Growing up in tiny Grafton, Wis. 80 miles from Green Bay, contributing photographer Ron Modra lived and died for the Packers. He pored over team yearbooks, gathered with his buddies around the TV set on Sundays to cheer on the green and gold and never stopped talking about his beloved Packers. "I'm sure any kid who grew up in Wisconsin during the '60s still thinks a lot about the old Packers," says Modra, 37. "They were a team of wonderful personalities. They were also a wonderful team—period."
This is an article from the Jan. 27, 1986 issue
With Super Bowl XX approaching, Modra got the idea of crisscrossing the country to photograph surviving members of the Packer team that, in 1967, beat the Kansas City Chiefs 35-10 in Super Bowl I. Modra's mission was to find out how the athletes who had upheld the honor of the NFL against the upstart AFL had themselves held up. The resulting photo essay (page 56) was clearly a labor of love. "It was such a pleasure to meet all the guys," Modra says. "When you're a kid you have high expectations of your heroes, but there were no disappointments."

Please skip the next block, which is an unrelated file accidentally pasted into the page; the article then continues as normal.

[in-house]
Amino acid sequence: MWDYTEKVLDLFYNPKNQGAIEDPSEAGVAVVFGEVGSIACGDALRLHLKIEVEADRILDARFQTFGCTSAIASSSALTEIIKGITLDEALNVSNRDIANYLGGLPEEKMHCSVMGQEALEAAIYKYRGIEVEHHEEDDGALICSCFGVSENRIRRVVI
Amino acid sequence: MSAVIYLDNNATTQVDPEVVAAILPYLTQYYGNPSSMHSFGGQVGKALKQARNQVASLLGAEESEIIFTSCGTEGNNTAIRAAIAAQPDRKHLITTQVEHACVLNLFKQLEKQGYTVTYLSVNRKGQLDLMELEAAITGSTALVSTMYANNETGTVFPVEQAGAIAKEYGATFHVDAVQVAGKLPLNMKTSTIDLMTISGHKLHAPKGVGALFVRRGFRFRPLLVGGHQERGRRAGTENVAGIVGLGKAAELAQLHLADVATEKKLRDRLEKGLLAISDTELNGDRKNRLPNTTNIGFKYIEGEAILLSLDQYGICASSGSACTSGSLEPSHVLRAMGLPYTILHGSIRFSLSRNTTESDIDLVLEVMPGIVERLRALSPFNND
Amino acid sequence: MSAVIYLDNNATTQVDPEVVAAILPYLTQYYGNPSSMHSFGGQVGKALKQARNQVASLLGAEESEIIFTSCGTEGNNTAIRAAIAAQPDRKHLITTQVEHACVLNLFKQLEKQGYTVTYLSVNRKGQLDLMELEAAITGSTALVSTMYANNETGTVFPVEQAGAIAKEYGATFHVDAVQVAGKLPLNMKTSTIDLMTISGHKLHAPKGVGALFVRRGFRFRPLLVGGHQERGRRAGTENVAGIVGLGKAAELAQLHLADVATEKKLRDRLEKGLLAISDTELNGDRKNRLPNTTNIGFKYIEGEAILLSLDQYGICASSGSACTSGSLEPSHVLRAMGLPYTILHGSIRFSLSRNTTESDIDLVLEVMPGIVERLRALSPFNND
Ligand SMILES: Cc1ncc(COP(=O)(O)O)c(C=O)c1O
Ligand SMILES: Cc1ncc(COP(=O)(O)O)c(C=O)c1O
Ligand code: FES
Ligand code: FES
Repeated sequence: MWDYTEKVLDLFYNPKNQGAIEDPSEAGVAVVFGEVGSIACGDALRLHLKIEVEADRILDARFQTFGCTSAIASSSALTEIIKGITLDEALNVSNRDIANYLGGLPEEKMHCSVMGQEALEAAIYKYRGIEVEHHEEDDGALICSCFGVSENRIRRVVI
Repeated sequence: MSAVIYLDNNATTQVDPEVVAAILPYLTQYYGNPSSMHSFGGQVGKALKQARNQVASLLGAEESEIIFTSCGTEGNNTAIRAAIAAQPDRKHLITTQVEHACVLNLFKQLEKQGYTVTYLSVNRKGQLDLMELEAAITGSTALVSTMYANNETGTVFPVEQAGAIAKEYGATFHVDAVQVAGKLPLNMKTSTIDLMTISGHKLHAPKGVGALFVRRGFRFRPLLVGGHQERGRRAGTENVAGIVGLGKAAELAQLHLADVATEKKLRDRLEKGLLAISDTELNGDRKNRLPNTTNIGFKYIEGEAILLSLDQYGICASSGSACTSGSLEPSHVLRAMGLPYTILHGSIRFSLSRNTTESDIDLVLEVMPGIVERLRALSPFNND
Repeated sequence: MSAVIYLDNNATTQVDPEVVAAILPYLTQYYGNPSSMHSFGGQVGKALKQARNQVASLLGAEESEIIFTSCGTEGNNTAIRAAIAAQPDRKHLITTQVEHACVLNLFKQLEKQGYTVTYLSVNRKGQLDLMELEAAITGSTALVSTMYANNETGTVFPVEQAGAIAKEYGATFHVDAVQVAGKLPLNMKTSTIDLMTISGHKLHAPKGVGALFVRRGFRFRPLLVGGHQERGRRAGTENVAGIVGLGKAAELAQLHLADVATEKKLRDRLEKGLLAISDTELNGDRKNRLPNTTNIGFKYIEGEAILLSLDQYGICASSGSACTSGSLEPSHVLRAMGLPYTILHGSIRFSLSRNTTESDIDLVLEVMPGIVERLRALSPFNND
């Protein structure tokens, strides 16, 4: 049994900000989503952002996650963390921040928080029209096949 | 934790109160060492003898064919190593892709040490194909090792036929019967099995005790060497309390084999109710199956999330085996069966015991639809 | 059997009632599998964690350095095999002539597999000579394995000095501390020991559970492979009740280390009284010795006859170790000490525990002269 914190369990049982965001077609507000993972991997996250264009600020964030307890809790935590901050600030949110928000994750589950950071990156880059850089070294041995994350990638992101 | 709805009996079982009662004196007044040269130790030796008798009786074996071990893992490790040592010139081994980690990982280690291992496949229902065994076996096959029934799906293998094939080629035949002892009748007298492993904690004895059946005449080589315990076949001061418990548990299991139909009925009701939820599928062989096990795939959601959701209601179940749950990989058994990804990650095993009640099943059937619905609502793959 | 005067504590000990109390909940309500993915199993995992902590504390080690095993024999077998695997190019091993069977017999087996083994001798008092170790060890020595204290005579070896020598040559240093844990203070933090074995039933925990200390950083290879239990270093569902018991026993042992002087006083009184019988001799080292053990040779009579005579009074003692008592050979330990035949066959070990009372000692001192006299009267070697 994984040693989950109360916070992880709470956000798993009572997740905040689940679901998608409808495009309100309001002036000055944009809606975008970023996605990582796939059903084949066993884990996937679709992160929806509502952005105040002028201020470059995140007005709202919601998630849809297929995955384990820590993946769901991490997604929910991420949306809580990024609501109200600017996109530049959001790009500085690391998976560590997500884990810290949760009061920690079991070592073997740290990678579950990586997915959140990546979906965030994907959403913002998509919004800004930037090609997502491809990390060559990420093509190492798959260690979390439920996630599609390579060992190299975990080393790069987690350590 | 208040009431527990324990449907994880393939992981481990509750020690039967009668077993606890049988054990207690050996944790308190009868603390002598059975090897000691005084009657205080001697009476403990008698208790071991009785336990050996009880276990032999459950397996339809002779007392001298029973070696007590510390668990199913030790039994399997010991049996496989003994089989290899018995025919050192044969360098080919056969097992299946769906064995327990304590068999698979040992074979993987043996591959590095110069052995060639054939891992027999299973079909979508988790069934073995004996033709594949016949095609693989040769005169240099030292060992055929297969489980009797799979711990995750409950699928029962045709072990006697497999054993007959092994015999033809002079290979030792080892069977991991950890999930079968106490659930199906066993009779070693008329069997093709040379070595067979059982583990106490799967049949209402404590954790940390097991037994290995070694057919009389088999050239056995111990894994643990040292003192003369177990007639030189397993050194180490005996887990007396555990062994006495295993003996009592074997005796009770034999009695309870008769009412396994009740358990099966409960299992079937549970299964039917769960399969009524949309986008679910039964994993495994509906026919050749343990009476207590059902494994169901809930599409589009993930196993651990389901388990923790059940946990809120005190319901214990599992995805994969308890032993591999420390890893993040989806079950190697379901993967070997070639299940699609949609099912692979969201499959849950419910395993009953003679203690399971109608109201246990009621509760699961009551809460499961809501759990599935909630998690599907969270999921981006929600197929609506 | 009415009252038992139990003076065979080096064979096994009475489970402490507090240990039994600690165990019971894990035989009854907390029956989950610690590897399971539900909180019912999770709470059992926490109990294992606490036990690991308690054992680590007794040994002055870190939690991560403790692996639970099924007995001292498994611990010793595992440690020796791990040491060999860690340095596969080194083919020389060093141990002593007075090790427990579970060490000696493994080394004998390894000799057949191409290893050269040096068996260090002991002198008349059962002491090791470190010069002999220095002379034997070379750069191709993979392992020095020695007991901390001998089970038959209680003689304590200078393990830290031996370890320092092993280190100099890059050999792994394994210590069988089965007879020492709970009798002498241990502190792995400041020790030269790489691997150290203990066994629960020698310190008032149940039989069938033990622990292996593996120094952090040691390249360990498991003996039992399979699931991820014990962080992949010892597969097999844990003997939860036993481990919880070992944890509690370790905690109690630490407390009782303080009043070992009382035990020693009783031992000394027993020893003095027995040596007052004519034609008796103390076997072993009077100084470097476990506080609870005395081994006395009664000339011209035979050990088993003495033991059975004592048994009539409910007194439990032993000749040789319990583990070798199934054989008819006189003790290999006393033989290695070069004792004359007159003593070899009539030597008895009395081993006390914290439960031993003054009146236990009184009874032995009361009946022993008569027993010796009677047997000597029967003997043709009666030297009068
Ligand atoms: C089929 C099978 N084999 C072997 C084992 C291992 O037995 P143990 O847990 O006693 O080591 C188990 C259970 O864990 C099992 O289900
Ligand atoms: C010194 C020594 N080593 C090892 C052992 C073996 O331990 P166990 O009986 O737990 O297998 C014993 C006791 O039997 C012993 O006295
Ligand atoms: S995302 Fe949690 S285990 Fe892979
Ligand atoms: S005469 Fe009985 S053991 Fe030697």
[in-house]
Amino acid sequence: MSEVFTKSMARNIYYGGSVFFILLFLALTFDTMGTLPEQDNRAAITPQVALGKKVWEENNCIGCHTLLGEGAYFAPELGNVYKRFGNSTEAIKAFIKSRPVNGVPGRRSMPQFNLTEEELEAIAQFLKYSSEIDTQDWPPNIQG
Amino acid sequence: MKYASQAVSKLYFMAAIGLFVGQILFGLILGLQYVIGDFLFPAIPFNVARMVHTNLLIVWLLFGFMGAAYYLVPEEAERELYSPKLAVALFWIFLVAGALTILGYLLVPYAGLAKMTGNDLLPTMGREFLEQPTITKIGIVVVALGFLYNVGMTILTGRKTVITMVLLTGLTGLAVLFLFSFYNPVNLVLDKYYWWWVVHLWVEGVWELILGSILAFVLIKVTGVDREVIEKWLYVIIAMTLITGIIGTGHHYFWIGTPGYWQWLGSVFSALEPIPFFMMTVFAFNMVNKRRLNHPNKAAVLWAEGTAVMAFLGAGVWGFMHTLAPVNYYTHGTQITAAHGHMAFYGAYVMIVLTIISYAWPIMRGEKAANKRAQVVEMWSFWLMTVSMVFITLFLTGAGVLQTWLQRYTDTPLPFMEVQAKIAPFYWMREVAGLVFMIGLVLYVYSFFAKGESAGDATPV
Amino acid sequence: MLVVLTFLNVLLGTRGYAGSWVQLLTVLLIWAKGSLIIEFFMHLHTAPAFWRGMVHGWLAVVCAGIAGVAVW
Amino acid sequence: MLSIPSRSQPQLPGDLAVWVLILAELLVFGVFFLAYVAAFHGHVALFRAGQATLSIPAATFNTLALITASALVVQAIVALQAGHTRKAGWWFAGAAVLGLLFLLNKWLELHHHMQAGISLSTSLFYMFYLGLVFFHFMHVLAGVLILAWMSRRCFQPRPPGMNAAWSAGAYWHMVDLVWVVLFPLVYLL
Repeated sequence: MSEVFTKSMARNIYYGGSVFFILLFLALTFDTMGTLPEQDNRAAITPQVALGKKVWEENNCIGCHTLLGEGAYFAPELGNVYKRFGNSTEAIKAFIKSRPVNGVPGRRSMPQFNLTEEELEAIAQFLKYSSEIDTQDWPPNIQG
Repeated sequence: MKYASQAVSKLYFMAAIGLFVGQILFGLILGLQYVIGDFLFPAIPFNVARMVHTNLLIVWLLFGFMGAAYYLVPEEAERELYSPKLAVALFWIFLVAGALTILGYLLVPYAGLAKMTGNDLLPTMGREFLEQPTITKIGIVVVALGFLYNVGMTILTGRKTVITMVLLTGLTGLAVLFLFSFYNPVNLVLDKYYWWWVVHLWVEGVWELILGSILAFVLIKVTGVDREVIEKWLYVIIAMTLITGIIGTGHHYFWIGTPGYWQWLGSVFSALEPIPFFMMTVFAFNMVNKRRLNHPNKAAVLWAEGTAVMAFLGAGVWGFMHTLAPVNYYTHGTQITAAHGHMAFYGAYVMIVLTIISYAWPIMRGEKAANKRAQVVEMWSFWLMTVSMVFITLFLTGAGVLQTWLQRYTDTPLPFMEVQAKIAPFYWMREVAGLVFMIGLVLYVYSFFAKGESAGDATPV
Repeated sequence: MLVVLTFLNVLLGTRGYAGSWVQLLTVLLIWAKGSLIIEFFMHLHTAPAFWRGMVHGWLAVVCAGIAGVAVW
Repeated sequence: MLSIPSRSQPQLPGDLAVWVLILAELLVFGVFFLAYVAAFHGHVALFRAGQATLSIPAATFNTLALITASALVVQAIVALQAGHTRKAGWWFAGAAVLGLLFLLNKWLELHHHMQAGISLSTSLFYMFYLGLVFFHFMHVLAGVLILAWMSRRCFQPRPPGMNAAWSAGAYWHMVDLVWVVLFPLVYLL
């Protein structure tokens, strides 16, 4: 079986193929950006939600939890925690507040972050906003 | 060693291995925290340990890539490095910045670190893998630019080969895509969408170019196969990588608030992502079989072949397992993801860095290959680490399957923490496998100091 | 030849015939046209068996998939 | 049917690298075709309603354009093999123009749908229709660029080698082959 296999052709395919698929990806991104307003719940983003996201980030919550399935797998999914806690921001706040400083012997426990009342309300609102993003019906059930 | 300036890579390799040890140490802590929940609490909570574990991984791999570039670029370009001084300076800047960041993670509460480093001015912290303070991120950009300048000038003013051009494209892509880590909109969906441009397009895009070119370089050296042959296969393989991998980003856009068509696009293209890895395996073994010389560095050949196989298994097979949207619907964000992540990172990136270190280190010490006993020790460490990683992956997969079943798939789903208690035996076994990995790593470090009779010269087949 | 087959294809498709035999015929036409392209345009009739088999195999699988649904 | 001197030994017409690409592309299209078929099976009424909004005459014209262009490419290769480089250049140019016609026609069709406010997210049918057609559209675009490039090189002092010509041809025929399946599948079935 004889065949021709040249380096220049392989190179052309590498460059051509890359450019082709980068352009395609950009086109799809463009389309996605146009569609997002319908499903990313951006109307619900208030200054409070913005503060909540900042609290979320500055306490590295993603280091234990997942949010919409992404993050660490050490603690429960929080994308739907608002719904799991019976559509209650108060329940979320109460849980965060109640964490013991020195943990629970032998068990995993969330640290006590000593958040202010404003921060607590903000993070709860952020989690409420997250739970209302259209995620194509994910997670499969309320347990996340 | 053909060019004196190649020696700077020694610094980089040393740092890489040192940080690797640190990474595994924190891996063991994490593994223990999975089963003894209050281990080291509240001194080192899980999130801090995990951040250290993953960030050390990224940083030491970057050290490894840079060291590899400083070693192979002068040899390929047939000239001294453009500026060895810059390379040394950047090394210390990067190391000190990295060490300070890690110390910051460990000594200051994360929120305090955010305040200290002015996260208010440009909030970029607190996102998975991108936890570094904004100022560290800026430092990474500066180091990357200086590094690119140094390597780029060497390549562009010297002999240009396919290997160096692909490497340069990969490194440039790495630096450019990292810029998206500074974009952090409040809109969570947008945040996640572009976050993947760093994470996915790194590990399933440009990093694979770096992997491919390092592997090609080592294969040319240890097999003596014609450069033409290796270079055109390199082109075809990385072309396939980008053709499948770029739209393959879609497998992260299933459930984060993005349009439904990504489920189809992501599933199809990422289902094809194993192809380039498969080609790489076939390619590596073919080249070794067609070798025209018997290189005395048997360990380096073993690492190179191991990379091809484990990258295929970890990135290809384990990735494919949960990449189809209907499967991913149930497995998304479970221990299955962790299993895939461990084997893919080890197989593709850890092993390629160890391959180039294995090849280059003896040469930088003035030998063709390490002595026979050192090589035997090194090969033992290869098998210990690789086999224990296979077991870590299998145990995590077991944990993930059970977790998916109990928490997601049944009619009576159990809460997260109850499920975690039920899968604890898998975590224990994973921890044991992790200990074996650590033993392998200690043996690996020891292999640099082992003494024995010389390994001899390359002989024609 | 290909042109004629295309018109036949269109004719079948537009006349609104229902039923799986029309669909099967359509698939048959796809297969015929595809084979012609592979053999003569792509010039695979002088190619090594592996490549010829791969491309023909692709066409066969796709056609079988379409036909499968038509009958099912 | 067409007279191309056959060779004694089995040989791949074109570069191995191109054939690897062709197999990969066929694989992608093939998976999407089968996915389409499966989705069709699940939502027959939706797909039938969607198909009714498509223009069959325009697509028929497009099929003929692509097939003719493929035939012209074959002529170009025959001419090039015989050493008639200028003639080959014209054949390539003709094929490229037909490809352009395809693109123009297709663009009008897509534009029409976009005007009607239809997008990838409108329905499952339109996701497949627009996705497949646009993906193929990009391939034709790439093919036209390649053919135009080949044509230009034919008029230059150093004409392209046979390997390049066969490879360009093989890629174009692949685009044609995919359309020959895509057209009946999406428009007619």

Modra got a helping hand on the story from Packer-turned-author Jerry Kramer, who wrote his latest book, Distant Replay, "to help me measure my own thoughts and memories"—an impulse not unlike Modra's. Kramer and ex-Packer guard Fuzzy Thurston and his wife, Susan, helped Modra track down other old Packers. By the time he put away his camera, Modra had spent at least two hours with each of 22 former players, plus Olive Jordan Frey, the widow of Henry Jordan, who was deeply moved when the photographer told her about the pictorial reminiscence he was preparing.
Along the way Modra encountered a number of obstacles. Bart Starr preferred posing in Birmingham, Ala. at one of his businesses. But Modra caught up with Starr in Phoenix, where Starr is involved with a local effort to land an NFL franchise. With some coaxing, Starr was photographed as shadows of darkness covered the Arizona desert. In Minneapolis, Max McGee had a sport coat chewed on by a hungry horse while Modra posed them together. But the Packers came through for Modra in '67, and they did it again this time.
We think you'll agree that Modra came through, too.